A Different Perspective on GMOs

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For some, the words “genetically-modified” or “GMO” conjure up images of “Frankenfoods.” Seed World reached out to a few of these groups to better understand their perspective and get their take on the potential risks and benefits.

Never before has the debate around GMOs been more polarizing than it is today. A number of states have proposed labeling laws and the White House has directed the three federal agencies that oversee these products to develop a long-term strategy to ensure that the system is prepared for the future.

Regarding the labeling issue, as more than 30 states introduced legislation to require GM labeling in 2013 and 2014, an array of groups have been campaigning for the “Right to Know.” The Just Label It! campaign cites that more than 90 percent of Americans support mandatory labeling of GMO foods.

The Center for Food Safety underwrote the legal petition calling for mandatory labeling of GMO foods. The group had dubbed Sen. Pat Roberts (R-KS) effort to prohibit states from requiring genetically modified food labels as the “DARK” act — Deny Americans the Right to Know.

“The defeat of the DARK act is a major victory for the food movement and America’s right to know,” says Andrew Kimbrell, executive director of the Center for Food Safety. “It also is an important victory for Democracy over the attempt of corporate interests to keep Americans in the dark about the foods they buy and feed their families.”

The Just Label It! campaign is a project of the Organic Voices Action Fund and Organic Voices, which is designed to “educate and empower consumers by promoting the benefits of organic food …” Supporters of Organic Voices include Amy’s Kitchen, Clif Bar Family Foundation, Honest Tea, Lundberg Family Farm, National Cooperative Grocers Association, Organic Valley, Stonyfield Farm and Horizon Organic Dairy, among others.

A number of states have passed mandatory labeling laws, one of which is Vermont with the law scheduled to go into force July 1.

Just as the discussion heats up, the National Academies of Science published a comprehensive study that examined the safety of food produced from GM crops. NAS is just the latest to assess the technology found in up to 80 percent of packaged foods, and determined that data on incidence of cancers and other health problems over time “found no substantiated evidence that foods from GE crops were less safe than from non-GE crops.”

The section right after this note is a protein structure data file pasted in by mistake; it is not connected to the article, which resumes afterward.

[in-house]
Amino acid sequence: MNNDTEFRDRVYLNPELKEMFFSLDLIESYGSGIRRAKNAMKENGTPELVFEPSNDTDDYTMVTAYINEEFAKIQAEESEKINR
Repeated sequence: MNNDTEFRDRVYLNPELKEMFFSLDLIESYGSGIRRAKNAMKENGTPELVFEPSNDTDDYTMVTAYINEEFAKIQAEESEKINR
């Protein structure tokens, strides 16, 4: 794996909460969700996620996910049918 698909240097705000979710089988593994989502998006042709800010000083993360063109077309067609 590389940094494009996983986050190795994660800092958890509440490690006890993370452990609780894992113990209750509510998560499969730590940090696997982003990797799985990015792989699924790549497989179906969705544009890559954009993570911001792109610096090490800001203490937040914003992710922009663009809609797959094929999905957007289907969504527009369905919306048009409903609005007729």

More Action Wanted

However, Food and Water Watch, a government accountability group in Washington, said the committee’s ties to the biotech industry and other corporations create conflicts of interest and raise questions about the independence of its work.

“Critics have long been marginalized,” says Wenonah Hauter, Food and Water Watch executive director.

In the report, NAS said regulators, including the U.S. Department of Agriculture and the Environmental Protection Agency, need to change the way they approve new seeds to focus more on the product and not the process used to create it. In determining whether a new plant variety should be subjected to safety testing, regulators should look at novel characteristics and the uncertainty about risk.

Scott Faber, who serves as the Environmental Working Group’s senior vice president for government affairs is optimistic the report will spur the need for additional research and transparency for GM crops and the products that contain them.

“If nothing else the report will create more urgency around the need to revamp the regulatory framework,” Faber says.

The labeling aspect is just one of many issues around biotechnology and GMOs. Others include unknown risks to human health, the environment and beneficial insects, as well as seed purity and sustainability.

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